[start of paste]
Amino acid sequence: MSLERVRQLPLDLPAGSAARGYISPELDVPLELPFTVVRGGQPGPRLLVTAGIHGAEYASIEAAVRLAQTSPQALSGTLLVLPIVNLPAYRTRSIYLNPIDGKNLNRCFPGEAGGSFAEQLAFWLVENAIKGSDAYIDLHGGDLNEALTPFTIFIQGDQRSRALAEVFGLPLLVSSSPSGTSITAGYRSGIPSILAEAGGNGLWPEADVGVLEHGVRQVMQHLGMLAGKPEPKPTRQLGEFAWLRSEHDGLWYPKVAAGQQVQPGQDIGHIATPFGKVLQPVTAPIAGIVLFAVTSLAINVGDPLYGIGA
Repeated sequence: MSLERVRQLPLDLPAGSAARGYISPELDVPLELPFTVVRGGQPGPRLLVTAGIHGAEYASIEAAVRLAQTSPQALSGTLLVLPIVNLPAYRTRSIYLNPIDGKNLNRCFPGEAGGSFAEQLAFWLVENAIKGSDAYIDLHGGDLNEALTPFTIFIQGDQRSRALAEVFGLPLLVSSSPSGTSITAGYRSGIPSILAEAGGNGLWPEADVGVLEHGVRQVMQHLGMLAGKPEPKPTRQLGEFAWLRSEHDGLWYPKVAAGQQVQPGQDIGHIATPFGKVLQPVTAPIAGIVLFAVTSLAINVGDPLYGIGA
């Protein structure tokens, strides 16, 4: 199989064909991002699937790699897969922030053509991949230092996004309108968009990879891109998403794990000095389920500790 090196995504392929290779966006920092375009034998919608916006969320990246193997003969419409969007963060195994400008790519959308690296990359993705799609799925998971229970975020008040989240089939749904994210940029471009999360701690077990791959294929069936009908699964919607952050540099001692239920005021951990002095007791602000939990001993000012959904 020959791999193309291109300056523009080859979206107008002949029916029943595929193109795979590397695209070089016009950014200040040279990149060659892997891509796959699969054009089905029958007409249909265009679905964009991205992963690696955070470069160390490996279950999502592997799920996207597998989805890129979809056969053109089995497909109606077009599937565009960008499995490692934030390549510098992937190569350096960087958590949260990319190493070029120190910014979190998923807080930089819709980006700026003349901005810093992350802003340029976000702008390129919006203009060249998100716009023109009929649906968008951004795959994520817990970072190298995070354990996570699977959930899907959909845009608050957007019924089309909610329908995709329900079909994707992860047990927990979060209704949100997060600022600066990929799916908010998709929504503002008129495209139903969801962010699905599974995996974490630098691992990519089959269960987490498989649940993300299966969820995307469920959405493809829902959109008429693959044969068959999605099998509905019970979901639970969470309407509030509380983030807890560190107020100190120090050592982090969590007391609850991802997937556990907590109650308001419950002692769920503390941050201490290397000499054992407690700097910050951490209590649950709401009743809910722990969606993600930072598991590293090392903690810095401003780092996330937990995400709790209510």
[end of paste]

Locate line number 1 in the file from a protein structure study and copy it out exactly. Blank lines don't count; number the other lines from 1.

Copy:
Amino acid sequence: MSLERVRQLPLDLPAGSAARGYISPELDVPLELPFTVVRGGQPGPRLLVTAGIHGAEYASIEAAVRLAQTSPQALSGTLLVLPIVNLPAYRTRSIYLNPIDGKNLNRCFPGEAGGSFAEQLAFWLVENAIKGSDAYIDLHGGDLNEALTPFTIFIQGDQRSRALAEVFGLPLLVSSSPSGTSITAGYRSGIPSILAEAGGNGLWPEADVGVLEHGVRQVMQHLGMLAGKPEPKPTRQLGEFAWLRSEHDGLWYPKVAAGQQVQPGQDIGHIATPFGKVLQPVTAPIAGIVLFAVTSLAINVGDPLYGIGA